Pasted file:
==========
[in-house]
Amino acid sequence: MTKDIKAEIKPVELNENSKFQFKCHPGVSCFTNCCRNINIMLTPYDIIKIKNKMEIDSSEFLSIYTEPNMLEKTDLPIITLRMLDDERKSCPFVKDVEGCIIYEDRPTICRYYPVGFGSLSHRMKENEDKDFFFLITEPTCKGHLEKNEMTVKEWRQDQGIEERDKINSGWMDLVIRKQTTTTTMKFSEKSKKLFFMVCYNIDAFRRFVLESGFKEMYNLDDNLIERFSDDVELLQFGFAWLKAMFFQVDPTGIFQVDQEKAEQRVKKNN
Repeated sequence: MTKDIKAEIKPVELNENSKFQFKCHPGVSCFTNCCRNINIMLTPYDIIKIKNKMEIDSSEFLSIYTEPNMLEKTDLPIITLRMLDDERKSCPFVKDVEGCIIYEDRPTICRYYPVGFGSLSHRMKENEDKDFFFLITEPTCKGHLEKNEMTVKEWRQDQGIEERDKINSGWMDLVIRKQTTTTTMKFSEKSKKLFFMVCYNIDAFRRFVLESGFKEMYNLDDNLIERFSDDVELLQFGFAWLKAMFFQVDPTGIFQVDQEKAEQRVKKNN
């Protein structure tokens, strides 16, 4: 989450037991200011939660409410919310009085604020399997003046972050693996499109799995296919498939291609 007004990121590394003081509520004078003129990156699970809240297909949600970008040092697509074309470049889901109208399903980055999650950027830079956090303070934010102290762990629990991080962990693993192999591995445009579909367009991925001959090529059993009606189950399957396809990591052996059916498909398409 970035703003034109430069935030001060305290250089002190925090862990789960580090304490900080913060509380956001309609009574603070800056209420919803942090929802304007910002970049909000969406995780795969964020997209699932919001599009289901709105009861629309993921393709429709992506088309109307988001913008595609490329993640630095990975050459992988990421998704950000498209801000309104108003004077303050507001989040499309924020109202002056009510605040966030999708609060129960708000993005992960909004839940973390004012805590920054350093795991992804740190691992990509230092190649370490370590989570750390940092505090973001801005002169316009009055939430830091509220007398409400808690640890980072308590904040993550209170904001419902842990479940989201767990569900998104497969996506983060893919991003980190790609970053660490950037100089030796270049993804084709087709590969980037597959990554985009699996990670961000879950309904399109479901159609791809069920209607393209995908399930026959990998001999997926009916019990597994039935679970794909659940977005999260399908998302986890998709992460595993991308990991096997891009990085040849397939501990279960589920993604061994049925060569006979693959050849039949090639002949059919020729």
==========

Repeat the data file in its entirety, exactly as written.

[in-house]
Amino acid sequence: MTKDIKAEIKPVELNENSKFQFKCHPGVSCFTNCCRNINIMLTPYDIIKIKNKMEIDSSEFLSIYTEPNMLEKTDLPIITLRMLDDERKSCPFVKDVEGCIIYEDRPTICRYYPVGFGSLSHRMKENEDKDFFFLITEPTCKGHLEKNEMTVKEWRQDQGIEERDKINSGWMDLVIRKQTTTTTMKFSEKSKKLFFMVCYNIDAFRRFVLESGFKEMYNLDDNLIERFSDDVELLQFGFAWLKAMFFQVDPTGIFQVDQEKAEQRVKKNN
Repeated sequence: MTKDIKAEIKPVELNENSKFQFKCHPGVSCFTNCCRNINIMLTPYDIIKIKNKMEIDSSEFLSIYTEPNMLEKTDLPIITLRMLDDERKSCPFVKDVEGCIIYEDRPTICRYYPVGFGSLSHRMKENEDKDFFFLITEPTCKGHLEKNEMTVKEWRQDQGIEERDKINSGWMDLVIRKQTTTTTMKFSEKSKKLFFMVCYNIDAFRRFVLESGFKEMYNLDDNLIERFSDDVELLQFGFAWLKAMFFQVDPTGIFQVDQEKAEQRVKKNN
């Protein structure tokens, strides 16, 4: 989450037991200011939660409410919310009085604020399997003046972050693996499109799995296919498939291609 007004990121590394003081509520004078003129990156699970809240297909949600970008040092697509074309470049889901109208399903980055999650950027830079956090303070934010102290762990629990991080962990693993192999591995445009579909367009991925001959090529059993009606189950399957396809990591052996059916498909398409 970035703003034109430069935030001060305290250089002190925090862990789960580090304490900080913060509380956001309609009574603070800056209420919803942090929802304007910002970049909000969406995780795969964020997209699932919001599009289901709105009861629309993921393709429709992506088309109307988001913008595609490329993640630095990975050459992988990421998704950000498209801000309104108003004077303050507001989040499309924020109202002056009510605040966030999708609060129960708000993005992960909004839940973390004012805590920054350093795991992804740190691992990509230092190649370490370590989570750390940092505090973001801005002169316009009055939430830091509220007398409400808690640890980072308590904040993550209170904001419902842990479940989201767990569900998104497969996506983060893919991003980190790609970053660490950037100089030796270049993804084709087709590969980037597959990554985009699996990670961000879950309904399109479901159609791809069920209607393209995908399930026959990998001999997926009916019990597994039935679970794909659940977005999260399908998302986890998709992460595993991308990991096997891009990085040849397939501990279960589920993604061994049925060569006979693959050849039949090639002949059919020729």